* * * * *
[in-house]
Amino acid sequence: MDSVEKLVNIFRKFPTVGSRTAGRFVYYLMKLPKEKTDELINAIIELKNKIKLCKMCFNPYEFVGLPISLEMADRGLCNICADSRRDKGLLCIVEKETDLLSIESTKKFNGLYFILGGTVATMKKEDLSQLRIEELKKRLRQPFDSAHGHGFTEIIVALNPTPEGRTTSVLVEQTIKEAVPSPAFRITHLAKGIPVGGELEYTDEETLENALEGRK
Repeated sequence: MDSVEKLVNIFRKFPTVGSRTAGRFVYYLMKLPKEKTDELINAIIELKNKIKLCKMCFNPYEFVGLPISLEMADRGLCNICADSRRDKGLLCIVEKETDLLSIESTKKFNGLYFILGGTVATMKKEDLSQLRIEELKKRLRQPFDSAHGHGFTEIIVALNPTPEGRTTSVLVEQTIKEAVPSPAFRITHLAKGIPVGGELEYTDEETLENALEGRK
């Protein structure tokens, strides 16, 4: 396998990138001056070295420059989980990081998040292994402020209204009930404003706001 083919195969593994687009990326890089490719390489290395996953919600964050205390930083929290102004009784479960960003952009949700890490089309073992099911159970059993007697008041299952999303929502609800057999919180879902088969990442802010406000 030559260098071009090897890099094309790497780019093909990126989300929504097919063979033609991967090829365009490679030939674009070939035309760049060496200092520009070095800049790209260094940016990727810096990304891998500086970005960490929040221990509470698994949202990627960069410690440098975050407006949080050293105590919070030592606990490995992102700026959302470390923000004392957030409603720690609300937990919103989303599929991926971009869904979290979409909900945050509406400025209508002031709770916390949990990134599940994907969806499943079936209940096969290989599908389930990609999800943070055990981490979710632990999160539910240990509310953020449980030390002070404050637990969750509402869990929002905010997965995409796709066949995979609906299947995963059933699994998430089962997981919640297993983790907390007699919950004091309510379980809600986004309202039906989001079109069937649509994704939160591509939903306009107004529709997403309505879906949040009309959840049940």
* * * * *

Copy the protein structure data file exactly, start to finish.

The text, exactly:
[in-house]
Amino acid sequence: MDSVEKLVNIFRKFPTVGSRTAGRFVYYLMKLPKEKTDELINAIIELKNKIKLCKMCFNPYEFVGLPISLEMADRGLCNICADSRRDKGLLCIVEKETDLLSIESTKKFNGLYFILGGTVATMKKEDLSQLRIEELKKRLRQPFDSAHGHGFTEIIVALNPTPEGRTTSVLVEQTIKEAVPSPAFRITHLAKGIPVGGELEYTDEETLENALEGRK
Repeated sequence: MDSVEKLVNIFRKFPTVGSRTAGRFVYYLMKLPKEKTDELINAIIELKNKIKLCKMCFNPYEFVGLPISLEMADRGLCNICADSRRDKGLLCIVEKETDLLSIESTKKFNGLYFILGGTVATMKKEDLSQLRIEELKKRLRQPFDSAHGHGFTEIIVALNPTPEGRTTSVLVEQTIKEAVPSPAFRITHLAKGIPVGGELEYTDEETLENALEGRK
């Protein structure tokens, strides 16, 4: 396998990138001056070295420059989980990081998040292994402020209204009930404003706001 083919195969593994687009990326890089490719390489290395996953919600964050205390930083929290102004009784479960960003952009949700890490089309073992099911159970059993007697008041299952999303929502609800057999919180879902088969990442802010406000 030559260098071009090897890099094309790497780019093909990126989300929504097919063979033609991967090829365009490679030939674009070939035309760049060496200092520009070095800049790209260094940016990727810096990304891998500086970005960490929040221990509470698994949202990627960069410690440098975050407006949080050293105590919070030592606990490995992102700026959302470390923000004392957030409603720690609300937990919103989303599929991926971009869904979290979409909900945050509406400025209508002031709770916390949990990134599940994907969806499943079936209940096969290989599908389930990609999800943070055990981490979710632990999160539910240990509310953020449980030390002070404050637990969750509402869990929002905010997965995409796709066949995979609906299947995963059933699994998430089962997981919640297993983790907390007699919950004091309510379980809600986004309202039906989001079109069937649509994704939160591509939903306009107004529709997403309505879906949040009309959840049940």